Adobe Stock Launched to Kick Shutterstock et al Out of the Game

Adobe Stock Launched to Kick Shutterstock et al Out of the Game

Adobe’s Smart Move

For several years, Adobe has been a top provider of tools that professionals use to craft imagery. Now, the brand plans to keep the users intact while they browse through stock images, directly through the tools they use to fashion visuals. If you ask me, this move could very likely result in huge profits for the company as people who search for stock images always need to leave Photoshop and move on to another website that’ll provide them with images that best match their requirements. Believe it or not, stock photography websites can suck your sales away real fast. While they get these images from other sources, they eventually end up using Photoshop or other Adobe tools to tweak/use these images.

Updated List of Adobe products

Adobe Intends to Rule the Stock Image Market Throne

Adobe has smartly played its cards by acquiring Fotolia (a stock image platform) back in Jan’15 for a sum of 800M USD that now acts as the backbone of Adobe Stock. Fotolia has a database of over 40Million photos, illustration, and videos (soon to be launched), which now acts as a starting point for Stock.

The launch of this new service and acquisition of Fotolia has made Stock a direct competitor of brands like Shutterstock, Photobucket, iStock etc. Adobe has declared war against these industry giants to dethrone them to take their place!

Throne

Reasons Why Adobe Wants to Explore this Industry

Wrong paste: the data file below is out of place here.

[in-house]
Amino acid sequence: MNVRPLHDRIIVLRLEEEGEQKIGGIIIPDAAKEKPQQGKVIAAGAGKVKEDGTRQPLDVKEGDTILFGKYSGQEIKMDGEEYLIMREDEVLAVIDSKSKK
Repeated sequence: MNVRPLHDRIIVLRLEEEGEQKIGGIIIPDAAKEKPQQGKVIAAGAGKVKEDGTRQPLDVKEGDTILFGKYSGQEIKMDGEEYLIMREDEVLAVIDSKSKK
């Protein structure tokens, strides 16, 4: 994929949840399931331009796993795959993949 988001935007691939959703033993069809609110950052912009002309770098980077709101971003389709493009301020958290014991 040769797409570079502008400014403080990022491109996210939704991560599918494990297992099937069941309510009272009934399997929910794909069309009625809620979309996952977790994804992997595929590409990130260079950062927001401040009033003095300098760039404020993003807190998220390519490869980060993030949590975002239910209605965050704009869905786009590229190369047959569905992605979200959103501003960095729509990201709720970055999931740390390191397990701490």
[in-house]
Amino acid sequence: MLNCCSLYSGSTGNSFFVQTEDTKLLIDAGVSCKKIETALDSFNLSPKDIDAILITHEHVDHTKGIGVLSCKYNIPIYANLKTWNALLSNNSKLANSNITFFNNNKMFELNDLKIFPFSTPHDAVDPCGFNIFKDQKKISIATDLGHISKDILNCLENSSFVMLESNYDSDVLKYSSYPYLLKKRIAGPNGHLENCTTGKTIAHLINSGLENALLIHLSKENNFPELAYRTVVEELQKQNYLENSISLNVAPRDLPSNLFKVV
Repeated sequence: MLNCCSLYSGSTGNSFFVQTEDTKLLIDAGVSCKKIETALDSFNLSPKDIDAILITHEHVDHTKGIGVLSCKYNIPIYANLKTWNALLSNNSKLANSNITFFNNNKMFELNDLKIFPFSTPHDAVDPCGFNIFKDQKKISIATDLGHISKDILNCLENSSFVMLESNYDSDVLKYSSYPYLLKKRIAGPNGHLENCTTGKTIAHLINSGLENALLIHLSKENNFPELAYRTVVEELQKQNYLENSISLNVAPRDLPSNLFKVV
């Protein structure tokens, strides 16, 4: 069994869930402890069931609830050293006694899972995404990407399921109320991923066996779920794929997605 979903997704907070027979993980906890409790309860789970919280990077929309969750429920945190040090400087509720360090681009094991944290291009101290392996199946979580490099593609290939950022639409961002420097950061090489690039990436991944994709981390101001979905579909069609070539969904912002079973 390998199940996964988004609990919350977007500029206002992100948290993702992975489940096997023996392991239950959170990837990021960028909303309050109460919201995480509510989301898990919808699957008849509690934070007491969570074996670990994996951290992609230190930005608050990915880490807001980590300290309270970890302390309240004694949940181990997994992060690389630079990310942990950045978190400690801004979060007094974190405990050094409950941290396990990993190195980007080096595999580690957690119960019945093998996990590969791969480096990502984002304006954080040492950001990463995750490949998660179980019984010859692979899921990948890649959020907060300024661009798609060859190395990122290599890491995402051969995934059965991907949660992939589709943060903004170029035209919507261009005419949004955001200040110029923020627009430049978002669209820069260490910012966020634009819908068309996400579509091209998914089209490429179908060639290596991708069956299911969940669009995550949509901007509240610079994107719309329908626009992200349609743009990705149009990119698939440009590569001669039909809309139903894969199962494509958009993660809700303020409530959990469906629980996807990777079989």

Adobe claims that it’s a good time to enter the market because 85% images uploaded on to these other platforms selling stock data have used adobe products to create/refine.

Stock is very likely to follow the same pricing format as the rest of its products. It’ll charge a monthly fee of 50 USD for 10 pictures, while 750 downloads will be allowed at a cost of $200 (per month), which is fairly cheap if compared with other services.

Stock, by birth, has an upper hand over all these stock image services. This is because Adobe plans to launch this new service through Photoshop and eventually integrate the system into all of its products. The idea of integrating stock images with the most widely used graphical tools is indeed an ingenious, innovative business decision that will surely give their competitors a run for their money.

And since Adobe will be offering these stock images inside every tool in the future, it is very likely that users will switch to Adobe tools which would not only increase the revenues through stock sales, but would also bring a positive impact on the sales of other Adobe products.

What if Adobe plans to facilitate amateur users by offering services like Canva?

Imagine if Adobe was to step in to a space where brands like Canva, PicMonkey, Piktochart and Animoto operate to provide built-in templates, fonts, and a set of colors for amateurs to design anything they can using these simple platforms

This would certainly be something different than what Adobe usually works on. They must also know that there is a much larger chunk of audience that is feeding off of these tools. Then, there are those who use these services to get basic image work done. If the brand does plan to cater this set of audience then it can largely benefit from it.

 

 

Janil Jean is an idealist blogger and social media addict who loves conversations related to branding, storytelling, startups and small business technology and design.

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